Saturday, June 02, 2012

Radio 4 to dramatise Ulysses

Station announces five-and-a-half-hour celebration of James Joyce's 'difficult' novel on 16 June – 'Bloomsday'

Barbara Jefford as Molly and Milo O'Shea as Leopold in the 1967 film of Ulysses. Photograph: Ronald Grant Archive

James Joyce's Ulysses is notoriously difficult and lurks unread on many a bookshelf. But Radio 4 is about to take the effort out of wrestling with the modernist classic with plans to air what it claims is the novel's first full-length dramatisation in Britain.
The network is to air its five-and-a-half-hour adaptation of the novel in seven chunks over one day on 16 June, known by Joyce aficionados as Bloomsday after the protagonist and because it is the date on which the book is set.
Featuring a cast of 24, the dramatisation is part of a celebration marking 90 years since the novel was published in 1922.
Radio 4's commissioning editor of drama, Jeremy Howe, promises that the adaptation will "not be Ulysses lite" – though he admits that no drama could possibly cram in the book's 265,000 words. In 1982 the whole book was broadcast by the Irish radio station RTE, but this lasted 29 hours and 45 minutes. In the same year, an obscure musical version written by Anthony Burgess called Blooms of Dublin was broadcast by Radio 3.
Howe said the book represented a work of literature that many Radio 4 listeners would want to have read but probably had not found the time. "But they will want to hear it as it is written," he said.
The sexually explicit sections of the book, including Molly Bloom's famous soliloquy, will air in the late evening. "Fortunately the sex comes late in the book, so it will be broadcast late at night," said Howe.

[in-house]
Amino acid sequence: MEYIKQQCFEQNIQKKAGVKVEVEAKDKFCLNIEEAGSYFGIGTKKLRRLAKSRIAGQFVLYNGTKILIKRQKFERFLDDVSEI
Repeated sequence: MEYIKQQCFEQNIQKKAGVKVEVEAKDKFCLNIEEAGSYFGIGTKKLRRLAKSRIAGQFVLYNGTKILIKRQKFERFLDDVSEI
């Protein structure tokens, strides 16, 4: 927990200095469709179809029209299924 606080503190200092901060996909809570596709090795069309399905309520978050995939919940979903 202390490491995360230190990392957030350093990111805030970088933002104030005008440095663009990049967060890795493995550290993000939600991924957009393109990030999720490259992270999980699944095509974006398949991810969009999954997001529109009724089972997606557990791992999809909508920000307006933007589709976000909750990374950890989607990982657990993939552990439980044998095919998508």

Set on 16 June 1904, the day Joyce had his first date with his future, much loved wife, Nora Barnacle, it focuses on two men, Leopold Bloom, an advertising agent, and Stephen Dedalus, often seen as Joyce's alter ego, who will be played by Henry Goodman and Andrew Scott respectively. Stephen Rea will narrate, while Niamh Cusack voices Molly Bloom.
Full story at The Guardian.


Stephen Dedalus said...

As usual, Bloomsday is being celebrated in Auckland on the night of June 16 in the red-light area of K Rd.
If you go to the Thirsty Dog pub there you'll be able to hear one of New Zealand’s leading actors, Wellington-based Carmel McGlone, reading from Molly Bloom's notorious soliloquy.
Besides Carmel McGlone, this year’s Auckland Bloomsday will feature a dazzling line-up. George Henare will be busy playing three parts — one male, one female, one transvestite. Dublin actor Brian Keegan will be reading from Ulysses and will be joined by chanteuse Linn Lorkin, famed yiddisher band The Jews Brothers, mezzo soprano Yuko Takahashi, international busker Farrell Cleary, renowned left-wing tenor Chris “Crubeen” Trotter, and a barbershop quartet singing Danny Boy. Unite Union’s Dublin-born born organizer Joe Carolan will take the nationalist high ground as The Citizen (he’ll also play The Citizen’s mangy mongrel).
If Auckland wants to be taken seriously as a world-class city, it doesn’t need a new Casino Convention Centre, it needs more scabrous back-alley art like this. This is what makes a world-class city.
Jews Brothers’ Bloomsday
Thirsty Dog Tavern, corner Karangahape Rd and Howe St,
Saturday night, June 16, 7.30pm-10.30pm.

G MacDowell said...

A full-on recorded dramatised reading was broadcast 12 years ago on access radio Planet FM in Auckland. It ran from midnight to about 5.30am on Jan 1, 2000, making it the first Bloomsday celebration of the new millennium anywhere in the world.
The NZ Herald, previewing the broadcast, noted, "Listeners are warned - or advised - that the brothel sequence will play around 2.30 am and Molly's stream of consciousness will begin about 4 am."